The Eureka Valley Dune Grass (Swallenia alexandrae) is a federally endangered grass found only in the Eureka Valley, in the far northern reaches of Death Valley National Park. Swallenia is a monotypic genus, consisting only of the one species alexandrae. The grass is a rhizome, forming horizontal stems that spread laterally underneath the sand, producing new roots and shoots that lead to a tufted aggregation of the plant. This perennial grass grows on the slopes of the Eureka Valley Sand Dunes. In the past its survival was threatened by off-road vehicles, which were prohibited by BLM in the Eureka Valley in 1976 with enforcement effectively beginning in 1980. The area became part of Death Valley National Park in 1994. We found a number of small tufts of Eureka Valley Dune Grass on the dunes. This one depicts the Last Chance Mountain Range in the background, viewed from the north end of the dunes.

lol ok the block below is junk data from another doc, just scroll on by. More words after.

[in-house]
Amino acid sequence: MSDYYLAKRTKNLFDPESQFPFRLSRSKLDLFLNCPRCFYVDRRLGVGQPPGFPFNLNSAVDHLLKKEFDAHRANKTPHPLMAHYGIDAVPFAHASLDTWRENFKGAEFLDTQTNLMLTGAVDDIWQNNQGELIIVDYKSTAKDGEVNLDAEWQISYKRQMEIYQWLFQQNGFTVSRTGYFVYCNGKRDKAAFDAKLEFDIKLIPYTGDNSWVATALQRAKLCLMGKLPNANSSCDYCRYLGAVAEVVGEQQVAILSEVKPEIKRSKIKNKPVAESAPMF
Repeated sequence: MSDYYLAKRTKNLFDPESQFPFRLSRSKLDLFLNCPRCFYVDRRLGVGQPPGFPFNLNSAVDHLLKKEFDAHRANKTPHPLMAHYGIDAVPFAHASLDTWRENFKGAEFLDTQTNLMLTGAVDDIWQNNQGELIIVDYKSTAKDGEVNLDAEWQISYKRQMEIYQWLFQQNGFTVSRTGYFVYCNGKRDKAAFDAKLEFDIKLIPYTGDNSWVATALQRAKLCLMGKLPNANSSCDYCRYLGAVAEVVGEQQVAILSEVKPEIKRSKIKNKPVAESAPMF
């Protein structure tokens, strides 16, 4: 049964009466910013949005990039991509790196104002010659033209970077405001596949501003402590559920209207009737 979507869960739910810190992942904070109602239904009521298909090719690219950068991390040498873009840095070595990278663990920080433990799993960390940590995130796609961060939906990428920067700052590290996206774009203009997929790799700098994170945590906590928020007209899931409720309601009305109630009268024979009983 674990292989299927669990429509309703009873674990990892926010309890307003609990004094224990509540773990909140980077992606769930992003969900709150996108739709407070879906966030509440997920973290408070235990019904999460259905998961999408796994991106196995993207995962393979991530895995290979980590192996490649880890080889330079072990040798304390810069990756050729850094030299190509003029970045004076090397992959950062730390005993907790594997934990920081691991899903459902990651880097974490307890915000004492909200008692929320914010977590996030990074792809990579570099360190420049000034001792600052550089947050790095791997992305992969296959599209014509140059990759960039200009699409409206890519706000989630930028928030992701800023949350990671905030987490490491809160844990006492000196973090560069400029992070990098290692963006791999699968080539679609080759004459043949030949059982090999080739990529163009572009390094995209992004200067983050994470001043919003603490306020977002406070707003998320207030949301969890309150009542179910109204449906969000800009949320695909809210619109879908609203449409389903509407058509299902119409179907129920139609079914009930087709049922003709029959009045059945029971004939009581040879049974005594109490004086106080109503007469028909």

Eureka dune grass, and rare and federally endangered species of grass endemic to the Eureka Valley and Eureka Sand Dunes. The Last Chance mountains, lit by sunset, as visible in the distance. Swallenia alexandrae, a perennial grass, grows only in the southern portion of Eureka Valley Sand Dunes, in Inyo County, California.
Image ID: 25358
Species: Eureka Valley dune grass, Eureka dunegrass, Swallenia alexandrae
Location: Eureka Dunes, Death Valley National Park, California, USA
The Eureka Valley Sand Dunes are home to another notable and imperiled plant species, which I blogged about recently: the Eureka Valley Evening Primrose (Oenothera californica eurekensis)